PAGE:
We are aware that some implant centres have cancelled all appointments and surgeries, only providing urgent repairs for existing patients. 


      • Audiology services should continue providing patients remote appointments, as well as batteries and hearing aid repair by post or via a friend or relative, wherever possible. Where this is not possible, providers should contact Action on Hearing Loss.
      • NHS Trusts should treat specific cases of cochlear implantation surgery as a priority.

      4. Coronavirus Bill

      The government has published its emergency legislation, the Coronavirus Bill. The Bill is expected to become law on Thursday 26 March. Clause 13 of the Bill removes existing regulations which delay a patient’s discharge from hospital – it removes the need for a NHS Continuing Healthcare Assessment and provides simpler procedures to transfer a patient from Acute to Social care.

      The Bill also diminishes the duties on Local Authorities in Part 1 of the Care Act 2014 to assess needs for care and support, and to meet those needs. The Bill will replace these duties with a power to meet needs for care and support, underpinned by a duty to meet those needs where not to do so would be a breach of an individual’s human rights. 

      As it is currently only those with the highest levels of need who receive care and support however, it cannot be right to leave this group of people without the right to assessment and support.


      Provisions in the Bill must be revised to ensure rights to assessments, care plans and rehabilitation for those with the highest levels of need are maintained.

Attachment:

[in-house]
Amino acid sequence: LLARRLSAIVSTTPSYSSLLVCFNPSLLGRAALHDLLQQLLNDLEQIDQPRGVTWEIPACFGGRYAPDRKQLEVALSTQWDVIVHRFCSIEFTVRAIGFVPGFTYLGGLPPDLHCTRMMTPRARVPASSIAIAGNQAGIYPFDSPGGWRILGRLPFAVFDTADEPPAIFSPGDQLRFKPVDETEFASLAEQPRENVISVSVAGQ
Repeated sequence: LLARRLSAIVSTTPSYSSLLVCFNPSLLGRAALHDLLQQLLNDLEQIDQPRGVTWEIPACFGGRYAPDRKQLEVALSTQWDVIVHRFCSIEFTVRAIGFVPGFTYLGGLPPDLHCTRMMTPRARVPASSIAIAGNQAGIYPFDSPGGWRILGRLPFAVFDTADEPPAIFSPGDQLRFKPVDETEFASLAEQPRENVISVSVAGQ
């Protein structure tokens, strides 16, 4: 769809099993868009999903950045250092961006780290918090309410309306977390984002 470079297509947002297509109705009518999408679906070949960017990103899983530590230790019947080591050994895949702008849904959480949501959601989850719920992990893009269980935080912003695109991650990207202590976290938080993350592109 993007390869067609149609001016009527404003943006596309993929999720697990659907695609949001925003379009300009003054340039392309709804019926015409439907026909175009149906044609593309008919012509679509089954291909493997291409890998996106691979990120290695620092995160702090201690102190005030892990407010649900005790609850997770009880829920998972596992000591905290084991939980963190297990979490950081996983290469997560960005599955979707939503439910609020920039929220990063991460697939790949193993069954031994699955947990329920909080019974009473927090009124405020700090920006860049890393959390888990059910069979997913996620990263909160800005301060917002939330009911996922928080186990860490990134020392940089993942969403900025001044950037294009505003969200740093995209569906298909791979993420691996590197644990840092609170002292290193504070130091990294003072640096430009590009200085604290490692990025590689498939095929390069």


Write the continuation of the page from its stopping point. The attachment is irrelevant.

5. Loneliness and isolation

      Increased isolation will inevitably affect many people’s wellbeing and mental health due to a lack of social contact and difficulty accessing support. People who are deaf or have hearing loss are at greater risk of further isolation due to stricter social distancing measures. 

      BSL users whose preferred method of communication is face to face, will be particularly impacted. Whilst initiatives to tackle social isolation during the pandemic are underway, these initiatives primarily involve moving support online. For BSL users and those with hearing loss this does not necessarily provide the same level of accessibility, especially for older people who might lack the necessary digital skills. 

      The coronavirus pandemic will peak and begin to recede, but unfortunately, loneliness and social isolation will remain for many who are deaf or have hearing loss. Further research is needed to tackle this issue long term. 


      The government should ensure that loneliness stays high on the agenda through the coronavirus pandemic and beyond.